So a professor used a grad student's paper (anonymously) as an example of what not to do or what she doesn't want to see in the papers. The student was blindsided as the student wasn't notified that his paper would be used as an example, the student hasn't received a grade yet, and was not giving any corrections.

What would be a good way to handle this situation?

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    Depending on the field, things can get a whole lot more uncomfortable than that. Commented Mar 26, 2021 at 1:44
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    What would be a good way for WHO to handle the situation? Commented Mar 26, 2021 at 10:28
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    When you say "paper" do you mean a journal submission or an assignment? To me "grad student" suggests the former (as my grad school didn't have that kind of assessment), but other bits of your question suggest the latter
    – Chris H
    Commented Mar 26, 2021 at 10:48
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    If I were to do something like this, I would use an old paper from a student long gone, and anonymize. It's easy enough to generate fake examples, though. Commented Mar 26, 2021 at 12:26
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    @ScottSeidman I would find that using using an entire paper from students "long gone" (unless perhaps you mean deceased) without their prior permission is still disrespectful. Depending on the intent, extracting single sentences from a random sampling of papers is to be preferred. Commented Mar 26, 2021 at 15:00

11 Answers 11


This sort of behavior by a professor is poor pedagogical technique and, in many cultures, poor etiquette. It is not misconduct and it is not rule breaking. If you are a student and a professor acts this way, you can criticise the behavior in any anonymous teaching evaluations. Otherwise, ignore it and move on.

Receiving criticism, including bad quality criticism, is part of academic life.

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    – cag51
    Commented Mar 28, 2021 at 20:50

This could be done in both a clumsy, rude way, and in a reasonable way. The apparent anonymity of the student in the critique is a step in the right direction.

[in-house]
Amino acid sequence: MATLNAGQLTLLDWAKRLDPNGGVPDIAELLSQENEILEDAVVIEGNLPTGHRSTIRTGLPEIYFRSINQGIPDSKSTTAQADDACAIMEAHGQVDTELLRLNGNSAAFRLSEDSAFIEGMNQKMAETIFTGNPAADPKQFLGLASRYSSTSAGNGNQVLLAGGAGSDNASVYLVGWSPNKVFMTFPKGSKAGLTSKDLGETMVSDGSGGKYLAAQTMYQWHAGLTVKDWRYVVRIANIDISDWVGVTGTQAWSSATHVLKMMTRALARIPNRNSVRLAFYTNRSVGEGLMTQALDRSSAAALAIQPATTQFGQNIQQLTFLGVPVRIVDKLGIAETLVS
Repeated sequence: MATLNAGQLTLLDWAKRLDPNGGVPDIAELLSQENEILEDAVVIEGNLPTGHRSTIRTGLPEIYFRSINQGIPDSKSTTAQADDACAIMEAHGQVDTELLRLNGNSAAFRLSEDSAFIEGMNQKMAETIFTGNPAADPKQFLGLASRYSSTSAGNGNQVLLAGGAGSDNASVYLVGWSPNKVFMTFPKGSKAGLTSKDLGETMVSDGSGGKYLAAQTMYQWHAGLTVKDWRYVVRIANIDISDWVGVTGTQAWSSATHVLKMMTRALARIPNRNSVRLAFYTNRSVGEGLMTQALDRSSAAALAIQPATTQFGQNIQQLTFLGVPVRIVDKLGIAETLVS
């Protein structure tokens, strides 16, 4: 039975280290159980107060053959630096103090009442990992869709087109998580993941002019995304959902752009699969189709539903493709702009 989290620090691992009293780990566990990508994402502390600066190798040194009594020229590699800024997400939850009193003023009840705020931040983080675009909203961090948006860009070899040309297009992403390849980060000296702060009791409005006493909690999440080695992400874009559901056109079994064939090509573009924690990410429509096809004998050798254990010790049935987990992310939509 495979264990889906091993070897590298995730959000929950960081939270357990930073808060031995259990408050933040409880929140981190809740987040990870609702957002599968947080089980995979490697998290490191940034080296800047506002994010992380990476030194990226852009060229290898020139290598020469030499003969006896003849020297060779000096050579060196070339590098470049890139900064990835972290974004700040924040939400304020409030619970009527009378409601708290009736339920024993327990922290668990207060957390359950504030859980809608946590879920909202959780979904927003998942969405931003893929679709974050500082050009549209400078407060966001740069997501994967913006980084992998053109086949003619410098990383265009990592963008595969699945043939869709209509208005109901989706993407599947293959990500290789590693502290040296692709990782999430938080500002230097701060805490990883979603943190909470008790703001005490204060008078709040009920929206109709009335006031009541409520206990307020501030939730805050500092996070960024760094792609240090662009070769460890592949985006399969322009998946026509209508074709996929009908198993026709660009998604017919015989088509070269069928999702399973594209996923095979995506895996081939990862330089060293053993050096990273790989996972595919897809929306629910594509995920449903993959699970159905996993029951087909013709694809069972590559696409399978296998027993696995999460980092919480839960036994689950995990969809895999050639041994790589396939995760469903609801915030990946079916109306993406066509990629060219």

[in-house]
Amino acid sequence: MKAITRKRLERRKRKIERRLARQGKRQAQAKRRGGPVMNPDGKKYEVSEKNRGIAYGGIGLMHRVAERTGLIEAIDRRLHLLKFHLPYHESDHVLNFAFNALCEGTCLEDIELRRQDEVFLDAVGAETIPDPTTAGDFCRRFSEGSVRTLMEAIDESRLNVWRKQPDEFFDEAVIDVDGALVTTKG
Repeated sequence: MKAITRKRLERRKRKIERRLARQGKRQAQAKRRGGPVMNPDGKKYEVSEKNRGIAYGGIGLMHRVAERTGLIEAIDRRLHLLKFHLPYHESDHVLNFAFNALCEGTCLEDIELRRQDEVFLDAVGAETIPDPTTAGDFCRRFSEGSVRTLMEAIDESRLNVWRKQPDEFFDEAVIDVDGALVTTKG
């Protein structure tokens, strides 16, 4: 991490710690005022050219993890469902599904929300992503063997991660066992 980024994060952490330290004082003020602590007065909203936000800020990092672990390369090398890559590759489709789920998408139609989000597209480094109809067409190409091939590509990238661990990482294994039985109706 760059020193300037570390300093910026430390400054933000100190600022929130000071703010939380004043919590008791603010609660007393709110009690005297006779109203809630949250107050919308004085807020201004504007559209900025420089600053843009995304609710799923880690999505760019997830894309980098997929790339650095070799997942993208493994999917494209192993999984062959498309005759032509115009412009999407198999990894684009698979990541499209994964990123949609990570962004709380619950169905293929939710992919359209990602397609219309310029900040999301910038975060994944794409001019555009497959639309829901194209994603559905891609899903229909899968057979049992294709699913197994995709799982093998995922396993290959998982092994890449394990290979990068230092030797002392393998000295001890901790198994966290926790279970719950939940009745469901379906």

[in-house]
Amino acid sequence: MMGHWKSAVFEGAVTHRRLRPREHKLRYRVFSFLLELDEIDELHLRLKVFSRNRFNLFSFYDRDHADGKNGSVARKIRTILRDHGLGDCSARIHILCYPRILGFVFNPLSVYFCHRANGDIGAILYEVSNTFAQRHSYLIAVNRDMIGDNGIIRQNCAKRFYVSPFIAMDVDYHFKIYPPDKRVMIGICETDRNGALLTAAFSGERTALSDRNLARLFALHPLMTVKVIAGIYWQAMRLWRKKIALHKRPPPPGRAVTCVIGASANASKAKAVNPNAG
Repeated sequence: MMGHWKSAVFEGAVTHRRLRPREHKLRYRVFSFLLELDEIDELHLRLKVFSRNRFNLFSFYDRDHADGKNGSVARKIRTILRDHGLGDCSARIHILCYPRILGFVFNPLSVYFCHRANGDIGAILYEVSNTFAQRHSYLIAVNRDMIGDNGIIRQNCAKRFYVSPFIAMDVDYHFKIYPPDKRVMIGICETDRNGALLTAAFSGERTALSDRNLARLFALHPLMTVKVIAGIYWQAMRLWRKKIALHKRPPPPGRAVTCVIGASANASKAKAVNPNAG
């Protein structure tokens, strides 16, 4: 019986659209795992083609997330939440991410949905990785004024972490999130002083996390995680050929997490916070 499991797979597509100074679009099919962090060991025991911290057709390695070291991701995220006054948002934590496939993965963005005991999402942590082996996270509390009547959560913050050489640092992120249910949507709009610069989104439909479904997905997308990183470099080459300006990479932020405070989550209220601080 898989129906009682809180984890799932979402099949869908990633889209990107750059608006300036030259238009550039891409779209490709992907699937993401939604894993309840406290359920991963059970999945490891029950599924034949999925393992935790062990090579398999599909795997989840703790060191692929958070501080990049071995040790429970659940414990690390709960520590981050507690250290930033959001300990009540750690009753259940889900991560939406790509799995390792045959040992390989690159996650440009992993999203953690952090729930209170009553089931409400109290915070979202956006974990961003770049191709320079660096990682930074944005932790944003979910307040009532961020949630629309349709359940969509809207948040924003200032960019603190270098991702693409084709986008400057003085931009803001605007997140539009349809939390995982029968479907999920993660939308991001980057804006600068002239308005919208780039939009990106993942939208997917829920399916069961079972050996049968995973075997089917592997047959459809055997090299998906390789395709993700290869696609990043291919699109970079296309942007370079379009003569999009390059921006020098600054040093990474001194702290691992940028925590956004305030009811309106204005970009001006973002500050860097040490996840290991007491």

In terms of "what should you do?", um, well, not too much. The anonymity means that there was no public shaming... Yes, there is a shock in seeing one's work even anonymously discussed as a bad example. In my own dealings of this sort, I attempt to truly anonymize the discussion, by not using verbatim (or video capture) of anyone's work, other than my own.

A comment to the instructor, that a lighter touch would be desirable, might be the only politick thing to do.

We might imagine that "grown-up professors" would know better than this kind of thing, but many of those "grown-ups" are merely older "nerds/geeks" of a not-necessarily socially-aware sort, whose intellectual chops have vastly outstripped their sense about people.

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    The professor read through the paper word for word and gave critiques like "I wouldn't have said that" "Does this make sense with you" "How do you feel about this statement" It was a lot. I can see why the student actually was upset.
    – Aaron
    Commented Mar 26, 2021 at 1:27
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    @Aaron, did the professor address the student directly (and, thus, not anonymously) during the critique? Or were these remarks addressed to "the room"? It makes a huge difference... Commented Mar 26, 2021 at 1:29
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    Well, the "intellectual chops" part is debatable too. Commented Mar 26, 2021 at 1:35